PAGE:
Overnite Transp. v. Ryder/PIE Nationwide, 137 B.R. 766 (E.D. Mo. 1992)
March 2, 1992
RYDER/P-I-E NATIONWIDE, INC., et al., Defendants.
United States District Court, E.D. Missouri, E.D.
*767 Donald H. Clooney, Clooney & Anderson, St. Louis, Mo., for Overnite Transp. Co.
Ted L. Perryman, Roberts, Perryman & Bomkamp, St. Louis, Mo., for NEPACCO.
Jerry R. Bliss, pro se.
Lewis T. Booker, Hunton & Williams, Richmond, Va., John J. Cole, Armstrong, Teasdale, Kramer, Vaughan & Schaafly, St. Louis, Mo., for Syntex Agribusiness.
Russell M. Bliss, Jerry-Russell Bliss, Inc., St. Louis, Mo.
F. William McCalpin, Richard Ahrens, Mary B. Schultz, Lewis & Rice, St. Louis, Mo., for Independent PetroChemical Corp.
GUNN, District Judge.
This matter is before the Court on a pair of related motions. Defendants Syntex Agribusiness, Inc. (Syntex), Independent Petrochemical Corp. (IPC) and Northeastern Pharmaceutical and Chemical Co. (NEPACCO) (collectively "settling defendants") filed a motion to dismiss the cross-claim of their codefendant Olympia Holding Company (Olympia), formerly known as Ryder/P-I-E Nationwide, Inc. Olympia moved for a stay, relying on its voluntary petition for bankruptcy under Chapter 11. Syntex, IPC and NEPACCO oppose Olympia's request, claiming that bankruptcy's automatic stay provision does not operate on the cross-claim brought by Olympia prior to commencement of bankruptcy.
This case arises from the spraying of dioxin on Overnite Transportation Company's (Overnite) property. Overnite brought this suit against seven defendants, seeking response costs under the Comprehensive Environmental Response, Compensation, and Liability Act, ("CERCLA"), 42 U.S.C. §§ 9601-9675. On March 11, 1987, Olympia filed a cross-claim, requesting contribution from the other defendants if the Court finds it liable to Overnite. Three other defendants also filed cross-claims. On October 16, 1990, Olympia filed a voluntary petition for bankruptcy under Chapter 11. On February 8, 1991, the Court was informed by joint motion that all parties, except Olympia, had settled their disputes. Since the parties filed the motions at issue in this memorandum, the Court granted Overnite's motion to dismiss with prejudice its claim against Olympia.
The motion to dismiss contends that under CERCLA a party who settles with the plaintiff is protected from actions for contribution. Accordingly, Olympia's cross-claim for contribution has no basis in law and the Court should dismiss it. In opposition to Olympia's motion for a stay, the settling defendants contend that the Court can rule on their motion to dismiss Olympia's claim, despite Olympia's bankruptcy proceedings, because the automatic stay applies to claims brought against, but not by, the debtor.
The act of filing a petition for bankruptcy stays "the commencement or continuation, including the issuance or employment of process, of a judicial, administrative, or other action or proceeding against the debtor that was or could have been commenced before the commencement of *768 the case under this title, or to recover a claim against the debtor that arose before the commencement of the case under this title." 11 U.S.C. § 362 (emphasis added). Although neither the Eighth Circuit nor this district has resolved this issue, other circuits and district courts conclude that the automatic stay does not apply to actions originally commenced by the bankrupt party. Merchants & Farmers Bank v. Hill, 122 B.R. 539, 541 (E.D.Ark.1990) (citing cases from the Third, Fifth, Sixth, Seventh and District of Columbia Circuits as well as district court decisions from Minnesota, California and Florida). This approach does not conflict with either the express language of section 362, which merely refers to actions against the debtor, or the policy of protecting the bankrupt's estate from disbursement before it can be equitably distributed among the creditors. Id. Moreover, because any recovery inures to the benefit of the estate, allowing a debtor's action to progress during bankruptcy would facilitate estate distribution. See id. Accordingly, the Court will address the settling defendants' motion to dismiss.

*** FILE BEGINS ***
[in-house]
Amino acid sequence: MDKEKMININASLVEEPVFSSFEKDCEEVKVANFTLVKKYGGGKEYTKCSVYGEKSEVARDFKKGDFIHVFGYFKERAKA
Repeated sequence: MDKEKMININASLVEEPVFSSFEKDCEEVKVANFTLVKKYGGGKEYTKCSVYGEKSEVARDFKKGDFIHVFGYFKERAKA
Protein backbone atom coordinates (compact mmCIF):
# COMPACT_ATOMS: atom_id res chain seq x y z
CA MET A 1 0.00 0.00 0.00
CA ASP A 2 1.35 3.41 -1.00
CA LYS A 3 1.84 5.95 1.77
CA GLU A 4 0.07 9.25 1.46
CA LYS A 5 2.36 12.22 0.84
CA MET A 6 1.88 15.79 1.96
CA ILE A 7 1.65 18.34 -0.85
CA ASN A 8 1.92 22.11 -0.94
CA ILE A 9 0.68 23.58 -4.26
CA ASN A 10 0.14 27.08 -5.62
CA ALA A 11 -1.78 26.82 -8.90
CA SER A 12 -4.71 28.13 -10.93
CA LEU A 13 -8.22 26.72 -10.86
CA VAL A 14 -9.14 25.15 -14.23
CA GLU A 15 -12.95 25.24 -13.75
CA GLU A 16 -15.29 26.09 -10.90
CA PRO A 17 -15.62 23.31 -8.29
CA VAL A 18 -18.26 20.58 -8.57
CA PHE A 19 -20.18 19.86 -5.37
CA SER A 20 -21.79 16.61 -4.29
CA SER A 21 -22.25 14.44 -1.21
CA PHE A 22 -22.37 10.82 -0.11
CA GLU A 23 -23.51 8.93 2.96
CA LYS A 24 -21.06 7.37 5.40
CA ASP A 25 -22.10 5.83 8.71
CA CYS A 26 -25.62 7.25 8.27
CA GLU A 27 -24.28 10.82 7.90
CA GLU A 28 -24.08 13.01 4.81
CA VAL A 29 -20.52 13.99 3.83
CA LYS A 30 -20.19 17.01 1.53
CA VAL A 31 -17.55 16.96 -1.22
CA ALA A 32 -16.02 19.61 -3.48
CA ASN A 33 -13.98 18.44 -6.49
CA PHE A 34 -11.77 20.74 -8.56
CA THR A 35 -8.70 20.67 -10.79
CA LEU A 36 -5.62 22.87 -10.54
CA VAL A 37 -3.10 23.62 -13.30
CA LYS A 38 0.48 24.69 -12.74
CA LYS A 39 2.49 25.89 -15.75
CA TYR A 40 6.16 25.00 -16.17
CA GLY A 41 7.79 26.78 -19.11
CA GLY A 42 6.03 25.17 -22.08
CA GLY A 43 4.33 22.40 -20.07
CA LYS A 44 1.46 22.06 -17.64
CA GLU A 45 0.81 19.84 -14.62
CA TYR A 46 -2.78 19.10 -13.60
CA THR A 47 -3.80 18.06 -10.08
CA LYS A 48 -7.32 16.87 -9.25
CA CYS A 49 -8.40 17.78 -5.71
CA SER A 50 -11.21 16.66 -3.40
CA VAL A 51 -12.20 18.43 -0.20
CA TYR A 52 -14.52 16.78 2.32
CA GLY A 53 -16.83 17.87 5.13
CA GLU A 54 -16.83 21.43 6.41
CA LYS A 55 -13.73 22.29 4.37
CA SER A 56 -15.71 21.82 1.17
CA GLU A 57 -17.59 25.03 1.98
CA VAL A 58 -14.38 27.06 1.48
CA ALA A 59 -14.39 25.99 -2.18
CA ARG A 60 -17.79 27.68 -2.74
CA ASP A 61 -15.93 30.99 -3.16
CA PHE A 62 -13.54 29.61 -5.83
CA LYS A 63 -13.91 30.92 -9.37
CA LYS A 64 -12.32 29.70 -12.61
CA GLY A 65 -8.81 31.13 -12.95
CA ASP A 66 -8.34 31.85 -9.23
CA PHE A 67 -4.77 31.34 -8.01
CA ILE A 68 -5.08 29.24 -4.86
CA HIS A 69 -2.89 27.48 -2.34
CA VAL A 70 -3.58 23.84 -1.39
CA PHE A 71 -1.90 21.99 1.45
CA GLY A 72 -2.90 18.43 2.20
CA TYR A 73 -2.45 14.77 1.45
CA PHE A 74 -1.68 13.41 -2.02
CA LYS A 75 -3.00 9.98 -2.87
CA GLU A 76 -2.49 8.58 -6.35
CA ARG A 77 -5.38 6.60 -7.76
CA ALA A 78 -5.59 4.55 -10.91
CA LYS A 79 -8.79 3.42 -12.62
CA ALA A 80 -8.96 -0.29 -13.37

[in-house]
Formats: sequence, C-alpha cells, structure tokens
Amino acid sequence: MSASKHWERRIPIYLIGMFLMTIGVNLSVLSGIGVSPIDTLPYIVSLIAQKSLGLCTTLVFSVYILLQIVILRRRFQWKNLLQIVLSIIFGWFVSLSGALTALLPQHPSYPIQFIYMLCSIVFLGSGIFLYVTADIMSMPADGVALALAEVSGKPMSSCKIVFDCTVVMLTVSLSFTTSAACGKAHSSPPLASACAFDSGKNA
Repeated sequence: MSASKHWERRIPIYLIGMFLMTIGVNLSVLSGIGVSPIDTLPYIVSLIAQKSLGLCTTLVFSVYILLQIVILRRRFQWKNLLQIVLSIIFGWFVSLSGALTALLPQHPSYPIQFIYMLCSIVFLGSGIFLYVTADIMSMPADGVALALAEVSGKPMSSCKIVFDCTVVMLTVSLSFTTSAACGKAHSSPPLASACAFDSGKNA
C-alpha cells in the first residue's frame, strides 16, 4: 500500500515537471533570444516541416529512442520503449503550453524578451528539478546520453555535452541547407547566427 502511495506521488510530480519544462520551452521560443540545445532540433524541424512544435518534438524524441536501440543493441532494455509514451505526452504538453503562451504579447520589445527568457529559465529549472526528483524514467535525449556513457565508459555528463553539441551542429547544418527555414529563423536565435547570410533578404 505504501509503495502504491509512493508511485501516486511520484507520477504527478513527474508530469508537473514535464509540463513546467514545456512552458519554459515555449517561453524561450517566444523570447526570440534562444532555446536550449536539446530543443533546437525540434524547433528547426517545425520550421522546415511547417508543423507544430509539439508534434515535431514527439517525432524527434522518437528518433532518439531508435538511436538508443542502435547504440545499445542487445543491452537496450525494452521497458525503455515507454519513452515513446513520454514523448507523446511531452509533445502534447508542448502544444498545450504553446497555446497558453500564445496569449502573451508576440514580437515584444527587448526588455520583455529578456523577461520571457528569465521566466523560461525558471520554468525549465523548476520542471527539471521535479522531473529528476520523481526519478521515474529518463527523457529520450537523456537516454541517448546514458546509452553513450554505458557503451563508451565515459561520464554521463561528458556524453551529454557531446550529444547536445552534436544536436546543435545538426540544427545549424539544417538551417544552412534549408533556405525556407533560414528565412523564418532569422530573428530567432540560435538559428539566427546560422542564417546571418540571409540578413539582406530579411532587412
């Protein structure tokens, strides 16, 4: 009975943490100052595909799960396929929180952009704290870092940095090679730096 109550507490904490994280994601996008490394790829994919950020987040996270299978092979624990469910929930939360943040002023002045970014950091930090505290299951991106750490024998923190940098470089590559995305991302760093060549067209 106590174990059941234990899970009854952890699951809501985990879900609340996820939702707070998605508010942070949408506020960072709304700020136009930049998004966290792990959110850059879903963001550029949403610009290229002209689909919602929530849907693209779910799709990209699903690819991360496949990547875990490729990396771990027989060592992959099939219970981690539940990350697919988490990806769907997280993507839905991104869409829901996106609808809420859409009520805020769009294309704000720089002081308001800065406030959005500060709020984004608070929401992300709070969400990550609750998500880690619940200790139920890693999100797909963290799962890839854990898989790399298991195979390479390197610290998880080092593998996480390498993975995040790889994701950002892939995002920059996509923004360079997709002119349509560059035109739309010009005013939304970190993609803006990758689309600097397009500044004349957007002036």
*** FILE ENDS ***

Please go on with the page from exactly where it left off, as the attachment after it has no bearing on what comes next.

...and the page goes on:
When ruling on a motion to dismiss, the Court must take the allegations of the cross-claim as true, construing it and all reasonable inferences therefrom, in a light most favorable to the cross-claim plaintiff. See Morton v. Becker, 793 F.2d 185, 187 (8th Cir. 1986). Therefore, "a motion to dismiss . . . should not be granted unless it appears beyond doubt that the [cross-claim] plaintiff can prove no set of facts which would entitle him to relief." Id.
Olympia's cross-claim seeks only one remedy contribution from the other defendants for its liability to Overnite. Inasmuch as Overnite dismissed its claims against Olympia with prejudice at its own costs, Olympia cannot incur a loss for which its cross-claim seeks contribution. Accordingly, the Court concludes that Olympia's cross-claim shall be and it is dismissed.